Opinion: California school curriculum includes Native American history and culture the most

The Kumeyaay Nation Flag is hoisted at the Presidio to celebrate San Diego’s 250th anniversary. Photo by Chris Jennewein

As I chat with Native American students, I remind them of one of my childhood lessons: There are three things that no one can take away from you: your education, your culture or your spirituality.

Missionaries and settlers attempted to take all three from the Native Americans, but failed.

One tool, starting in the 1860s, was the creation of residential schools to force assimilation by removing young people from their families and tribes. Language, religion and traditions, including indigenous dress and hair customs, have been banned or significantly curtailed.

Severe penalties were imposed for the violations. Communication with families was almost non-existent; parents were often not informed of illnesses, runaways or even the death of their children.

A common expression of the administrators of these schools was the need to “kill the Indian, save man”.

As a result of these and other practices, most Americans – and most Californians – know little or nothing of the history or contributions of First Peoples, even though this state has the largest number of Native Americans living in. within its borders. Many mistakenly believe that Native Americans all share a common language, music, cuisine, and traditions.

When I was a kid in school, a teacher asked native students to explain an Indian drum song. We replied that we couldn’t because it was not part of the Serrano or Cahuilla culture, the tribes that my classmates and I belonged to. She told us to sit down because we don’t have to be Indian enough. It was one of my first experiences in class, but not the last, with the ignorance of indigenous peoples.

The good news is that all of us – native Californians and non-native alike – want to do a better job of teaching about Native Americans. This not only applies to teaching Native American students, but all students.

I introduced Assembly Bill 1554 and Assembly Constitution Amendment 6 to begin this important work. The proposals would integrate California Native American history and culture into the state’s social studies curriculum. It makes sense to add age-appropriate education in elementary school when students study mission period, in middle school history classes, and in high school civics.

Instead of eradicating or ignoring our culture, we should strive to eradicate ignorance.

Recently, I co-chaired a joint hearing of the Assembly Select Committee on Native American Affairs and the Assembly Education Committee on California Native American Curriculum and Student Achievement. We heard about a model Washington State curriculum, “From Time immemorial: Tribal Sovereignty in Washington State,” which has fostered promising student outcomes and greater tribal engagement. and a better knowledge of the indigenous peoples of this state by all residents.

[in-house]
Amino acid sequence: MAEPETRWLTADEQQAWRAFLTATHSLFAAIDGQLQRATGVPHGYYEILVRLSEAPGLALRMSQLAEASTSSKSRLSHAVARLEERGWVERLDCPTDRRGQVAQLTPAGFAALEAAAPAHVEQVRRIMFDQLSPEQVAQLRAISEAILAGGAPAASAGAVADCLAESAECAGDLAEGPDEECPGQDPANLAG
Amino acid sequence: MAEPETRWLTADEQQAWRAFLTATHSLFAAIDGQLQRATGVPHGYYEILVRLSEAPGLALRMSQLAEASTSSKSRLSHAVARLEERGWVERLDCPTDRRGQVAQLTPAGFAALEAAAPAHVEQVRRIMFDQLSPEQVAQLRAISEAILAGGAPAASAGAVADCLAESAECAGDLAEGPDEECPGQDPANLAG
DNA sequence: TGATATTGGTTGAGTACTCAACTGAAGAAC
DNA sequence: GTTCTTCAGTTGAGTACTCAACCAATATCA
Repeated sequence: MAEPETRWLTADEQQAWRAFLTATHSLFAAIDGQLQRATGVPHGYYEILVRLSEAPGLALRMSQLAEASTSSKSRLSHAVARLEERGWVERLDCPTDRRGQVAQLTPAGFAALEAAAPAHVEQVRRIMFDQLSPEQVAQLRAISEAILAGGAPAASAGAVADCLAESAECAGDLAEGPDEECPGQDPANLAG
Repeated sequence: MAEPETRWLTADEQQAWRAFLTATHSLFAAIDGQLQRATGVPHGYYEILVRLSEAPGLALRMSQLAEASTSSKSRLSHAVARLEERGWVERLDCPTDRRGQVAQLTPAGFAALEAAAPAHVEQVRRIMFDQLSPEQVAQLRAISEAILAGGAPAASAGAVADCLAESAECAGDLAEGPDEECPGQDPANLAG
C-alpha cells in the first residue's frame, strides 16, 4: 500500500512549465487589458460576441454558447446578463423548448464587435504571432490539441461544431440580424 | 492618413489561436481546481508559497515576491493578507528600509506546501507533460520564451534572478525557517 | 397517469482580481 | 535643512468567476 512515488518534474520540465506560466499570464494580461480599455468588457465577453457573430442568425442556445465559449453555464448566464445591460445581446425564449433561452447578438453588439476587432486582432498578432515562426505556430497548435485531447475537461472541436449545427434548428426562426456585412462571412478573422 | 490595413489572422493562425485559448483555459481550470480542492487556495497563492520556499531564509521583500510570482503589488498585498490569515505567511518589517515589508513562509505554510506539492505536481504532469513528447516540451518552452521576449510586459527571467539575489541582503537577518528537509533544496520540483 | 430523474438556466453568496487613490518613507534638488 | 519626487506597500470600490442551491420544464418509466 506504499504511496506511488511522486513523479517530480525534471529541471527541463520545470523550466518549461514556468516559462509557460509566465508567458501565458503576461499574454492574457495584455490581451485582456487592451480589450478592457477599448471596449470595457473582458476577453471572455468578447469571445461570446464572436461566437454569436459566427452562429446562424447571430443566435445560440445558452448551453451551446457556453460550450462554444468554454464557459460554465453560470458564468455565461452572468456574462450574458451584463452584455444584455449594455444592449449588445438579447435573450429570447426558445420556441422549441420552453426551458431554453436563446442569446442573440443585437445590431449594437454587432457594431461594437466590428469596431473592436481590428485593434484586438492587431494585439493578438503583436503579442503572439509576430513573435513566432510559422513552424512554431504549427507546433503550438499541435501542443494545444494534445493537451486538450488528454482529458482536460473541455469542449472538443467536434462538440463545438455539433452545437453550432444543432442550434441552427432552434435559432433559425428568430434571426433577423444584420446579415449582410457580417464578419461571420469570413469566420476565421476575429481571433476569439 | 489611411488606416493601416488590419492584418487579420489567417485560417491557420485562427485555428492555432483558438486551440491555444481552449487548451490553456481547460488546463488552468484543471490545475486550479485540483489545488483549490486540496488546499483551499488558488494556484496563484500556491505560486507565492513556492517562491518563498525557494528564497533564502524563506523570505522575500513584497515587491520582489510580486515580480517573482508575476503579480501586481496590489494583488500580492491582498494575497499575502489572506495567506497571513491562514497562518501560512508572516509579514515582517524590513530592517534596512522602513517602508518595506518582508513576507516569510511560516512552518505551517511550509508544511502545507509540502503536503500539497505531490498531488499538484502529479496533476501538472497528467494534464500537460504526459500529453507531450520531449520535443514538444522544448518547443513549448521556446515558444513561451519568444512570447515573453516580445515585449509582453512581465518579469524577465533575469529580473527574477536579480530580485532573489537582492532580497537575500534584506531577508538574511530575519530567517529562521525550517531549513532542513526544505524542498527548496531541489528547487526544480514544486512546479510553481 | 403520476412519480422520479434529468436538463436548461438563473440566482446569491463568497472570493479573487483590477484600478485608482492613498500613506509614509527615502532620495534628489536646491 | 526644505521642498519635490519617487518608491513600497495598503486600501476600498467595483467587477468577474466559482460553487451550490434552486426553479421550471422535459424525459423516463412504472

The teaching of California Indian history must extend to all students so that they can gain a comprehensive knowledge of our State’s past and of the people who have lived here for thousands of years.

Just as students learn about ancient Greek and democratic efforts for democracy, they should also learn about similar early and ongoing efforts on their own continent by tribal councils and tribal governments. Just as students learn about European atrocities such as the Holocaust, they should also understand the genocide of Native Americans. Ancient Roman innovations in water storage and distribution such as aqueducts and irrigation are taught, but not the similar achievements of the California Indians.

Such an education would also help prevent incidents such as the Riverside math teacher who recently wore a false Indian headdress and jumped mindlessly into his class to teach the principles of trigonometry. The disrespect behind this episode underscores the need to better integrate Native American studies so that the history of all Californians is taught and learned. Our teachers need more tools to do their jobs, and we need to demand more from our teacher education programs.

As we move forward together to honor the factual history and culture of the California Indians, we will truly establish a mutual respect and appreciation that recognizes the First Peoples of California.

Member of the Assembly James C. ramos, a Democrat from San Bernardino County, represents the 40e Assembly district. He was the first California Native American to be elected to the California Legislature. Ramos is a longtime resident of the San Manuel Indian Reservation and a member of the Serrano / Cahuilla tribes. He wrote this for CalMatters, a public service journalism firm committed to explaining how the California Capitol works and why it matters.

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